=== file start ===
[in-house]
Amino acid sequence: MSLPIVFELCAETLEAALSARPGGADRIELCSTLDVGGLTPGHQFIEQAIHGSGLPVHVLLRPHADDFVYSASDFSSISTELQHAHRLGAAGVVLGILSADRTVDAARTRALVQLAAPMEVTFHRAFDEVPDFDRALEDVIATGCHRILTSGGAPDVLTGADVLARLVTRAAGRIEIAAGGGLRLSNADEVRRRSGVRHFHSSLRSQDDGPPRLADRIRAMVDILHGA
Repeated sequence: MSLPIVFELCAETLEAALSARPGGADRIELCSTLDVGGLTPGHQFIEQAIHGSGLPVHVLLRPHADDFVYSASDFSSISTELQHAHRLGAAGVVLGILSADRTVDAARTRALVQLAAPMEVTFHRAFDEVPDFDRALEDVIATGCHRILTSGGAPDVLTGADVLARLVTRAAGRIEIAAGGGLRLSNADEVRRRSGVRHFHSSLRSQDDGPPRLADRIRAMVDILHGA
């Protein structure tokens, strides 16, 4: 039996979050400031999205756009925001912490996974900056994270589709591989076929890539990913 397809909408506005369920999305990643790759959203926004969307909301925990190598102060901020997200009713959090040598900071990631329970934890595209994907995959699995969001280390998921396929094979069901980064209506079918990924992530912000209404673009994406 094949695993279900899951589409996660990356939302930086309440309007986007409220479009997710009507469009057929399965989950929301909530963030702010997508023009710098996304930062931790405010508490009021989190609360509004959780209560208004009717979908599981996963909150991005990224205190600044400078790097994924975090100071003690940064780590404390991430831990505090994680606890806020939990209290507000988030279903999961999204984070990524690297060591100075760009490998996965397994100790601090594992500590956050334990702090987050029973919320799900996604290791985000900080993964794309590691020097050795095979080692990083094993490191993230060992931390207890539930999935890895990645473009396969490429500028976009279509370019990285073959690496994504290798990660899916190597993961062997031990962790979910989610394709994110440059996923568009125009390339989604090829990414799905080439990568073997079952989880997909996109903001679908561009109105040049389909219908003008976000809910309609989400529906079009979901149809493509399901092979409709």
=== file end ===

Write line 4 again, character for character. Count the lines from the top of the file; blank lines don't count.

């Protein structure tokens, strides 16, 4: 039996979050400031999205756009925001912490996974900056994270589709591989076929890539990913 397809909408506005369920999305990643790759959203926004969307909301925990190598102060901020997200009713959090040598900071990631329970934890595209994907995959699995969001280390998921396929094979069901980064209506079918990924992530912000209404673009994406 094949695993279900899951589409996660990356939302930086309440309007986007409220479009997710009507469009057929399965989950929301909530963030702010997508023009710098996304930062931790405010508490009021989190609360509004959780209560208004009717979908599981996963909150991005990224205190600044400078790097994924975090100071003690940064780590404390991430831990505090994680606890806020939990209290507000988030279903999961999204984070990524690297060591100075760009490998996965397994100790601090594992500590956050334990702090987050029973919320799900996604290791985000900080993964794309590691020097050795095979080692990083094993490191993230060992931390207890539930999935890895990645473009396969490429500028976009279509370019990285073959690496994504290798990660899916190597993961062997031990962790979910989610394709994110440059996923568009125009390339989604090829990414799905080439990568073997079952989880997909996109903001679908561009109105040049389909219908003008976000809910309609989400529906079009979901149809493509399901092979409709």